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Influential Queen Mary women celebrated in new campaign

Pioneering alumnae and staff from Queen Mary University of London have been listed in the University of London’s ‘Leading Women’ campaign, which launched last week.

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Westfield College gave women the chance to study less traditional subjects
Westfield College gave women the chance to study less traditional subjects

The campaign, which runs during 2018 and beyond, celebrates the admission of the University of London’s first nine female students in 1868 and the thousands who have followed.

It will commemorate alumnae, celebrate contemporary female students and champion the next generation through a programme of talks, open days, workshops and competitions.

150 pioneering women

The campaign’s website features a gallery of 150 notable alumnae and staff from the 1860s to the present day, 20 of whom have links with Queen Mary and Westfield College (which merged with Queen Mary in 1989).

The list includes novelist Sarah Waters, who cites her PhD at Queen Mary as the inspiration for some of her books, as well as entrepreneur Colette Bowe and historian Anna Keay, who both gained PhDs at the university.

The late historian and broadcaster Lisa Jardine, who is also on the list, was Centenary Professor of Renaissance Studies and Director of the Centre for Editing Lives and Letters at Queen Mary from 1990-2011. The Lisa Jardine Lecture is now held in her honour.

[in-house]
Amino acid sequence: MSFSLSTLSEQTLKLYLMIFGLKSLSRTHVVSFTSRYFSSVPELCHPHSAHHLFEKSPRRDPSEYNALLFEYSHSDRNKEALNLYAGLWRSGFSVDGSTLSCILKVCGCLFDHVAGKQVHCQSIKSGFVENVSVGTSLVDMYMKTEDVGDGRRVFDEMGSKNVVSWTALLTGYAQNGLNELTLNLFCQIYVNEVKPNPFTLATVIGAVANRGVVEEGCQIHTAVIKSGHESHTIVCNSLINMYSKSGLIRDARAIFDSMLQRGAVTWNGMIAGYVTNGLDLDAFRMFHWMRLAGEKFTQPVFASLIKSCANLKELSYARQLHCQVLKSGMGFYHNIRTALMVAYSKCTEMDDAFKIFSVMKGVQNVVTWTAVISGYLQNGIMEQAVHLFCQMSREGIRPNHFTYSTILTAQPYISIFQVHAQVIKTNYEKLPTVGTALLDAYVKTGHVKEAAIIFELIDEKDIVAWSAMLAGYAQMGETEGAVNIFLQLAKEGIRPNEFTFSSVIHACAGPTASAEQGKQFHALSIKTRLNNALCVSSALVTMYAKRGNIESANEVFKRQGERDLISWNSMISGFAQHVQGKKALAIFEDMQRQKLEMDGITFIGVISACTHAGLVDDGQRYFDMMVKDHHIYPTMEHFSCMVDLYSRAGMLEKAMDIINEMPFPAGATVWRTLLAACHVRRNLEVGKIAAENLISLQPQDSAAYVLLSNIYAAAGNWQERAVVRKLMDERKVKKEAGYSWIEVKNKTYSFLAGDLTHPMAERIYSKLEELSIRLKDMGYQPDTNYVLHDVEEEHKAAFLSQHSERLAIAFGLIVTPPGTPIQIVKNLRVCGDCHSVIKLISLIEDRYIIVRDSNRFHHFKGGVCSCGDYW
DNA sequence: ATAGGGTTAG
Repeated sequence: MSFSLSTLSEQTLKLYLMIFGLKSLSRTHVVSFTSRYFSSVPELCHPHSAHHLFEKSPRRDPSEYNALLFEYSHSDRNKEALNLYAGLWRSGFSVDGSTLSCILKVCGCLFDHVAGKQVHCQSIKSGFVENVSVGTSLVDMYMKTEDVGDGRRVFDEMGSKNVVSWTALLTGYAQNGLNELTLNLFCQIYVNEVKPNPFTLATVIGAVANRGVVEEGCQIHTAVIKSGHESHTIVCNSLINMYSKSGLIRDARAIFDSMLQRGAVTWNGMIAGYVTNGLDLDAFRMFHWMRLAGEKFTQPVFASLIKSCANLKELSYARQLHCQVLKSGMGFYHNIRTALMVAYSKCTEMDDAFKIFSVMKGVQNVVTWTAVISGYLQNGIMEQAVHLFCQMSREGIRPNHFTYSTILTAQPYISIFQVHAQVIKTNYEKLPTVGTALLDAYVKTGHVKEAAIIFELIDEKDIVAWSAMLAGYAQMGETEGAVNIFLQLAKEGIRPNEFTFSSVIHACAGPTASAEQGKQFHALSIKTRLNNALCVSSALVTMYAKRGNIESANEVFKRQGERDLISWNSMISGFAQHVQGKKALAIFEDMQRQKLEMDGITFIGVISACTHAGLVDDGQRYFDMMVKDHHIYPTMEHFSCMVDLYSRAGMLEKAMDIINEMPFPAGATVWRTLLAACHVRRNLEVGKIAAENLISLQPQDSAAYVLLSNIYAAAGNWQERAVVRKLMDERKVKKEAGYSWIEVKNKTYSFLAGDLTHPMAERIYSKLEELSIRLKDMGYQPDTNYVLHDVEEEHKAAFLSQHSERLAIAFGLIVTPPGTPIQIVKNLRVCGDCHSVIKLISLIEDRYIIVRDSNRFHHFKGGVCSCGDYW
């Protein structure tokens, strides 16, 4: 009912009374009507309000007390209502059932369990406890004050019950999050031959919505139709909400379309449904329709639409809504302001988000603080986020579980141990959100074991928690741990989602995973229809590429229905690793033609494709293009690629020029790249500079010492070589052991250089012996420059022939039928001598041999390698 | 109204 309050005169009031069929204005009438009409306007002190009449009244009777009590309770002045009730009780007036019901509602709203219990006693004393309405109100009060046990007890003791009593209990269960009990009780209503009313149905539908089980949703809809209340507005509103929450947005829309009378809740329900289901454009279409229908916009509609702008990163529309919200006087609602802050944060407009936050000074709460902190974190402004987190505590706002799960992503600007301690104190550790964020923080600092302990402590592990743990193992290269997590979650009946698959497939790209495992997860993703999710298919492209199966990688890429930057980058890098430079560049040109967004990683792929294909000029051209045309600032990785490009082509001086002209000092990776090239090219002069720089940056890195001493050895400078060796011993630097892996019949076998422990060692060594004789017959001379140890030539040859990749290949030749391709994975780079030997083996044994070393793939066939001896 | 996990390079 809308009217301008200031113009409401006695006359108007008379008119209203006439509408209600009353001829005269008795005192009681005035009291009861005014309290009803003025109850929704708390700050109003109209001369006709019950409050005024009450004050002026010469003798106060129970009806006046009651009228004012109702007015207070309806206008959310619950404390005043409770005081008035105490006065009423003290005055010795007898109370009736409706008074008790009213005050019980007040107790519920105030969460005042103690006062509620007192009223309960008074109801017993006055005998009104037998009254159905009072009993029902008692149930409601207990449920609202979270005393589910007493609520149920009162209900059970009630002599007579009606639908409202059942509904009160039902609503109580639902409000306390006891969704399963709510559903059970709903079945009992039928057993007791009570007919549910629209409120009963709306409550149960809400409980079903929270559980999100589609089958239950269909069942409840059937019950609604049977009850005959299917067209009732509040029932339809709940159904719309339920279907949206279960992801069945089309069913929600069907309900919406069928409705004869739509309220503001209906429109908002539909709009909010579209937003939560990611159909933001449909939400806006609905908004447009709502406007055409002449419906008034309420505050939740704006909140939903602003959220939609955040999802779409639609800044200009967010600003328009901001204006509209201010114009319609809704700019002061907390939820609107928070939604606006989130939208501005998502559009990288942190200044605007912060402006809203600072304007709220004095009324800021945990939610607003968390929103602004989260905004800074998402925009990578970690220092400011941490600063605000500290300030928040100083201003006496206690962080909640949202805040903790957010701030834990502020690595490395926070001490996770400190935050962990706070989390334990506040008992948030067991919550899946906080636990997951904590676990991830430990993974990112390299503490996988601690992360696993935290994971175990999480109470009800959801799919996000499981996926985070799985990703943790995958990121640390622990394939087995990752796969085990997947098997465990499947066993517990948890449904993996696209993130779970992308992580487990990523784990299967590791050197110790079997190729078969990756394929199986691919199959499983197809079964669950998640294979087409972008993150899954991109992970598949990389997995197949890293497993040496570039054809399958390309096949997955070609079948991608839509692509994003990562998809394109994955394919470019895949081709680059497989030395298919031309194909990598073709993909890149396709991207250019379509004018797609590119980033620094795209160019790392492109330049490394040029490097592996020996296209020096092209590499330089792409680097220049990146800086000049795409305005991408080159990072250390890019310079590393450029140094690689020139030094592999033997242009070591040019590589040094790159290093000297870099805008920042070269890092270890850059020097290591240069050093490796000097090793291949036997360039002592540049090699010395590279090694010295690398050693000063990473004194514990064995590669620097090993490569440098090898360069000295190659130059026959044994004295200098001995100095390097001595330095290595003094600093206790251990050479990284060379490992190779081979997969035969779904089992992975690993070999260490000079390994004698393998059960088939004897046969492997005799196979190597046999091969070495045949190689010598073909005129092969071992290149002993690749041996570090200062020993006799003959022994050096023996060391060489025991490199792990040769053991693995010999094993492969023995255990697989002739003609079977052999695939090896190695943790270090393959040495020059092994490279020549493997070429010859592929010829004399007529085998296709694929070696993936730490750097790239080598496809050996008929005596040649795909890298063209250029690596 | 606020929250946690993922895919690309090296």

Westfield College

The campaign features women associated with Westfield College, which was established in 1882 with a specific aim to give women an education in less traditional fields, such as science, mathematics and botany.

Its founder, Constance Maynard (who features on the list), was a pioneer of women’s education and the first woman to study philosophy. Susan Stebbing, the first female philosopher in Britain, held a visiting lectureship from 1912-20.

Mary Danvers Stocks, who became Principal in 1939, was a strong advocate of the ‘new feminist’ school of thought and campaigned for family allowances and birth control.

In 1916, Pao Swen Tseng became the first Chinese student to graduate from the University of London, gaining a BSc in Botany. She became a recognised authority on education for girls and helped to establish the I Fang School in China, which held similar ideals to Westfield.

Progressing gender equality 

Queen Mary has many experts who research gender equality issues. For example, Professor Rainbow Murray, the university's first Senior Diversity Lead and a recognised expert on gender politics, will be delivering an inaugural lecture in March that focuses on why certain men dominate politics, considering how we define and recognise merit.

Queen Mary is also Athena SWAN Silver accredited, which recognises the university’s advancement of gender equality. Professor Edmund Burke, Vice-Principal (Science and Engineering), who chairs Queen Mary’s Gender Equality Self-Assessment team, said: “We were thrilled to gain the Athena SWAN Silver accreditation last year, which demonstrates the university’s long-standing and deep commitment to gender equality. The University of London’s campaign helps us to remember and celebrate the pioneering women who have shaped our great institution, as well as those who continue to do so.”

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